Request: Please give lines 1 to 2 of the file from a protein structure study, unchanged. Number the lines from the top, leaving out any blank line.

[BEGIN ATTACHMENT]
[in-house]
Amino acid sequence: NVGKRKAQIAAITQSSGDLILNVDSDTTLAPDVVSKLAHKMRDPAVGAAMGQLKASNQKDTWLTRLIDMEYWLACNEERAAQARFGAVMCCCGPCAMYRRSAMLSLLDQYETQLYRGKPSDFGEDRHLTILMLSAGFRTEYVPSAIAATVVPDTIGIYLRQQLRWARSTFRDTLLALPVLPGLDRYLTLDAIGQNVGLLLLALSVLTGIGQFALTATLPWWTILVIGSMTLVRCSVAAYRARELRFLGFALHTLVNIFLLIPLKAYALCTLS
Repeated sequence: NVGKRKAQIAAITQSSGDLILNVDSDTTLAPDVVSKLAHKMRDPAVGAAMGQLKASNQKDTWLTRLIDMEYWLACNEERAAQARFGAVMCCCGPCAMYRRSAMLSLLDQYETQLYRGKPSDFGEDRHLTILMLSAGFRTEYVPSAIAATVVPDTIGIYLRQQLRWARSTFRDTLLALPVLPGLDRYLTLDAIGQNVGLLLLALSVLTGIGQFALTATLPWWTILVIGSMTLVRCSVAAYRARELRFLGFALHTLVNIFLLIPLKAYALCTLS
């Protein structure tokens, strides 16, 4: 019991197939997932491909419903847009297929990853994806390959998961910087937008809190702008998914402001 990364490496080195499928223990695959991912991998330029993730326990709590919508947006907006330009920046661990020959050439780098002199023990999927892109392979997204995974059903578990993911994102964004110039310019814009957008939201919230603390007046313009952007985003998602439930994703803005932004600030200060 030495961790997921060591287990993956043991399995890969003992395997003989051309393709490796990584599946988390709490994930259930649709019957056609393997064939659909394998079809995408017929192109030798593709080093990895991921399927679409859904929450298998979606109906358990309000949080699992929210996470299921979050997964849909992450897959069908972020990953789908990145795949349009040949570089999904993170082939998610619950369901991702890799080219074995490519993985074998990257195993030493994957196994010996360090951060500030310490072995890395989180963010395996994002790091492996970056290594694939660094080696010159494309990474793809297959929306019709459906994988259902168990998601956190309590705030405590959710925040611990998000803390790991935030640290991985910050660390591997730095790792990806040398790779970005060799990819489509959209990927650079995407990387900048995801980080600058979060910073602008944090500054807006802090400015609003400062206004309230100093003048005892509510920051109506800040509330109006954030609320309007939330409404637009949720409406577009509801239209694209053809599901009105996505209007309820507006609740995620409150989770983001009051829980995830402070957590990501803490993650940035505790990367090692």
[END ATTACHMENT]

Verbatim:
[in-house]
Amino acid sequence: NVGKRKAQIAAITQSSGDLILNVDSDTTLAPDVVSKLAHKMRDPAVGAAMGQLKASNQKDTWLTRLIDMEYWLACNEERAAQARFGAVMCCCGPCAMYRRSAMLSLLDQYETQLYRGKPSDFGEDRHLTILMLSAGFRTEYVPSAIAATVVPDTIGIYLRQQLRWARSTFRDTLLALPVLPGLDRYLTLDAIGQNVGLLLLALSVLTGIGQFALTATLPWWTILVIGSMTLVRCSVAAYRARELRFLGFALHTLVNIFLLIPLKAYALCTLS